Lidocaine toxicity may result from (1) an overdose, (2) an excessively rapid systemic uptake of an otherwise safe does, (3) impaired hepatic metabolic, or (4) drug interactions.34
Table 3. Lidocaine Levels and Toxicity
digital and circumoral paresthesias,
Nausea, vomiting, tremors, blurred vision,
tinnitus, confusion, excitement, psychosis,
Seizures, cardiorespiratory depression
|These are approximate values abstracted from multiple previously published reports including Binnion PF, et al: Br Med J 3:390-393, 1969. Benowitz NL, Meister W.: Clinical pharmacokinetics of lidocaine. Clin Pharmacokinet 3:177-201, 1978; Mather LE, Cousins MJ: Local anesthetics and their current clinical use. Drugs 18:185-205, 1979
An overdose occurs when too much drug (More than a safe amount for a given clinical situation) is given as the result of carelessness or ignorance.
Rapid Systemic Uptake
Excessively rapid subcutaneous infiltration of an otherwise safe dose of lidocaine may be a common cause of toxic plasma lidocaine concentrations. Lidocaine is a capillary vasodilator with a rapid onset of action.14 Epinephrine is a vasoconstrictor with maximum clinical effect delayed approximately 10 to 15 minutes after a rapid injection of a lidocaine and epinephrine solution, systemic lidocaine absorption will be rapid until the epinephrine-induced vasoconstriction has had sufficient time to occur.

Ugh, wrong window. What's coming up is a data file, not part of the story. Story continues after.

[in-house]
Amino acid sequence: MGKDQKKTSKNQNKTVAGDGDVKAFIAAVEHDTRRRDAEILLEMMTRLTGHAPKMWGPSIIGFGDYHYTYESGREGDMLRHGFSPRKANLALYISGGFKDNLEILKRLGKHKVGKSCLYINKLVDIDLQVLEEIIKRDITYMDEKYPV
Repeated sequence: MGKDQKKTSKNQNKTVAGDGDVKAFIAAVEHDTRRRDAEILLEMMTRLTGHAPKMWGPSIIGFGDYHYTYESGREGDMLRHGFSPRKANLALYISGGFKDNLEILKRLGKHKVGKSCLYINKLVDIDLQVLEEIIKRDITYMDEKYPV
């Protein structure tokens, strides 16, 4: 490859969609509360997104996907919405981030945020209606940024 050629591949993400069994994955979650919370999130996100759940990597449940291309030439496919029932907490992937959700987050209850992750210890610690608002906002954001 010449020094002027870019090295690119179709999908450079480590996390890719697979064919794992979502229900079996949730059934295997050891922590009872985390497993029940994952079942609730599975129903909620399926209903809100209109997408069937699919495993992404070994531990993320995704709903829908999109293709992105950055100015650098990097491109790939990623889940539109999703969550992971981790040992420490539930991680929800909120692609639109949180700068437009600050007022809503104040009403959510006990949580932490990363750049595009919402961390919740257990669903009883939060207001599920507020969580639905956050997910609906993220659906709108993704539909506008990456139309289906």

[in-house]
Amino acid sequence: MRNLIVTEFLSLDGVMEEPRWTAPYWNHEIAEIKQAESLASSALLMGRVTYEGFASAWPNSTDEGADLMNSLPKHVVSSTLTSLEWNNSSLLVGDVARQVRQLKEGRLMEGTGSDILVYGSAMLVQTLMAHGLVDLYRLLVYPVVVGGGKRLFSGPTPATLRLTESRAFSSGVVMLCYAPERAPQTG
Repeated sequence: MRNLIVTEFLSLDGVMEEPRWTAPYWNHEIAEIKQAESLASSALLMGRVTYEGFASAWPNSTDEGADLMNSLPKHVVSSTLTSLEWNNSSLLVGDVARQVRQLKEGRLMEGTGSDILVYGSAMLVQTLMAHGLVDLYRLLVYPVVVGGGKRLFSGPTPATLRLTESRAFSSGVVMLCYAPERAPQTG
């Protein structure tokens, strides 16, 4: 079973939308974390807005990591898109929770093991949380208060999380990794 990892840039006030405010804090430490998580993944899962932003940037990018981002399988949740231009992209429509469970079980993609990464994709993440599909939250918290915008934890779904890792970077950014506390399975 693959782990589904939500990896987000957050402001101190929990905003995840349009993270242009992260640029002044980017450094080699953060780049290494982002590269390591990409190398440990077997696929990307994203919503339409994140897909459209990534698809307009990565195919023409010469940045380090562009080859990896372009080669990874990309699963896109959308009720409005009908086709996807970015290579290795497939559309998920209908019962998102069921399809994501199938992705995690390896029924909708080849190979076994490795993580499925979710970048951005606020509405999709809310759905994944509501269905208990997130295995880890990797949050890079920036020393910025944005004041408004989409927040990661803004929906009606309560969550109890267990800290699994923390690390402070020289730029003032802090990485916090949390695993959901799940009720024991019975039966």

Impaired Lidocaine Metabolism
Diseases or drugs that decrease lidocaine metabolism are important causes of lidocaine toxicity. Diseases causing decreased hepatic metabolism can significantly delay elimination of lidocaine from the systemic circulation. Disease of the liver parenchyma decreases lidocaine metabolism directly.55,59 Other diseases that diminish hepatic perfusion, such as heart disease,47,60 or diseases associated with hypotension,21 decrease lidocaine metabolism indirectly.